Bridging German Suplex
Women's Champion; WCW Cruiserweight Champion; 2015 WWE Hall of Fame inductee
Alundra Blayze: Bio
On the night of Dec. 18, 1995, Alundra Blayze walked onto the set of WCW’s Nitro with her WWE Women’s Championship in hand and proceeded to dump the title into a garbage can on live television.
At a time when WCW had the advantage over WWE in the storied Monday Night War, the incident was a cannonball through the front gates of Mr. McMahon’s crumbling empire. Not only had another one of his competitors aligned themselves with the competition, but a WWE title had been publically disgraced.
Still, while the segment has become one of the defining moments of a classic era in sports-entertainment, it has served to overshadow the stellar in-ring career of Alundra Blayze. A tall, attractive stunner with a fast smile and no shortage of attitude, Blayze clawed her way out of frostbitten armories in the Midwest to become a mainstream celebrity in Japan and the competitor who almost singlehandedly revitalized the Women’s Championship in WWE. And she did it with the same moxie that led her to trash a title on TV.
Breaking into sports-entertainment in the mid-80s, Blayze started out in Verne Gagne’s American Wrestling Association with the ring name Madusa Miceli. She may have been inexperienced, but her long legs and revealing outfits introduced a bit of rock star appeal that was uncommon in Minnesota rings at the time.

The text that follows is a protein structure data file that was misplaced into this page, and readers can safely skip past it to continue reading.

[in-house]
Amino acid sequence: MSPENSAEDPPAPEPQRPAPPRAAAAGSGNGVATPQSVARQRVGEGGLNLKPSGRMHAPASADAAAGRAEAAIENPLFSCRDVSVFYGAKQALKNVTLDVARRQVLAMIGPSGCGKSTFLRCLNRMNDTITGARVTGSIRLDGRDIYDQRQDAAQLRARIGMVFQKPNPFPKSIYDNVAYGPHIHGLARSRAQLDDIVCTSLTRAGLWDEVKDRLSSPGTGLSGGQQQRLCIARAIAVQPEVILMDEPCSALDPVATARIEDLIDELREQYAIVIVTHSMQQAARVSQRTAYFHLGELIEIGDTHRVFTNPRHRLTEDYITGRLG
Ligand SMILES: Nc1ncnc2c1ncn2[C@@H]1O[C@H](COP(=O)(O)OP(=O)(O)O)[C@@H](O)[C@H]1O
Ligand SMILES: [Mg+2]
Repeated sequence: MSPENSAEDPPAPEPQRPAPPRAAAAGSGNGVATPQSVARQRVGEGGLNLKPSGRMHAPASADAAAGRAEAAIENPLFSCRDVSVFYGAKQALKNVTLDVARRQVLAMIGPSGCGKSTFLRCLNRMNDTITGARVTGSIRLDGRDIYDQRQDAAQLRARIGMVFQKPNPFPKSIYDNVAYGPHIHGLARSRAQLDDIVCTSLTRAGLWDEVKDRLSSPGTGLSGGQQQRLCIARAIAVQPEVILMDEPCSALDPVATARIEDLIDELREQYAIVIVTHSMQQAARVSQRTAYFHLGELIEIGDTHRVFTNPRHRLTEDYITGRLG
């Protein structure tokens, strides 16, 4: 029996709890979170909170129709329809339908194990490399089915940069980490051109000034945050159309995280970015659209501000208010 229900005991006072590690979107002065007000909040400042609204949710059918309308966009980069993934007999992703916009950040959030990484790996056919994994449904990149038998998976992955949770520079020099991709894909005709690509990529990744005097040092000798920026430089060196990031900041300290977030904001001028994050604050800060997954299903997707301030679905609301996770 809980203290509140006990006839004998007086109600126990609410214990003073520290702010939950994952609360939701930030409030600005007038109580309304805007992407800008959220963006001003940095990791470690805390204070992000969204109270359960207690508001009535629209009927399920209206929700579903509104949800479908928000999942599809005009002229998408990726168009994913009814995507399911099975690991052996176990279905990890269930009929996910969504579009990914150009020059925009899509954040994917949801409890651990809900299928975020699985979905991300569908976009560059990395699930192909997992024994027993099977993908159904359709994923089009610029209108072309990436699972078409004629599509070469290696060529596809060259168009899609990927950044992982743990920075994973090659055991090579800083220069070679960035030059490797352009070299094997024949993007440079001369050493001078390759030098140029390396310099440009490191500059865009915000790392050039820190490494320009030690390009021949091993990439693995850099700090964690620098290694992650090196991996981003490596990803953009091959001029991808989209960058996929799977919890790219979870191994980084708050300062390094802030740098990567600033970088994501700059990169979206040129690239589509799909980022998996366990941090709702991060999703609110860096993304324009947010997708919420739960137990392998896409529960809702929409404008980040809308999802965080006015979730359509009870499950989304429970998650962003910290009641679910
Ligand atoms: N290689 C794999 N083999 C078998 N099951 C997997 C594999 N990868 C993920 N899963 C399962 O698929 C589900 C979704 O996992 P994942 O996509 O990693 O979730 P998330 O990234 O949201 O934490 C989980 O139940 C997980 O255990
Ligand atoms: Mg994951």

Tangling with future WWE Hall of Famers like Wendi Richter and Sherri Martel, Blayze developed quickly and earned passage to All Japan Women's Pro-Wrestling. The greatest showcase for female talent that ever existed, AJW boasted icons like Bull Nakano and Aja Kong, who helped Blayze develop into not only a well-rounded grappler, but a minor celebrity in Japan.
Upon returning to the U.S., Blayze entered WCW where she served as a villainous member of Paul Heyman’s Dangerous Alliance and a close ally to “Ravishing” Rick Rude. She broke out as a competitor on American soil in 1993 when she joined WWE as the face of a revamped Women’s Championship. Defeating Heidi Lee Morgan to win the vacant title, Blayze introduced the physical Japanese style to the States through a series of grisly bouts against Nakano and Kong.
When interest in the Women’s Championship waned, WWE disbanded the division and released all female competitors, including Blayze, who was still the WWE Women's Champion. Blayze was immediately hired by WCW where she would finish out her ring career once again as Madusa. Following her controversial dumping of the title, she battled dangerous opponents like Akira Hokuto and Luna Vachon, linked up with “Macho Man” Randy Savage and even defeated Evan Karagias to win the WCW Cruiserweight Title.
Blayze was honored for her illustrious career when she was inducted into the WWE Hall of Fame on the eve of Wrestlemania 31.
Blayze retired from the ring in 2001 after nearly two decades as one of the most revered women in all of wrestling. As for the WWE Women’s Title? She’s still holding onto it.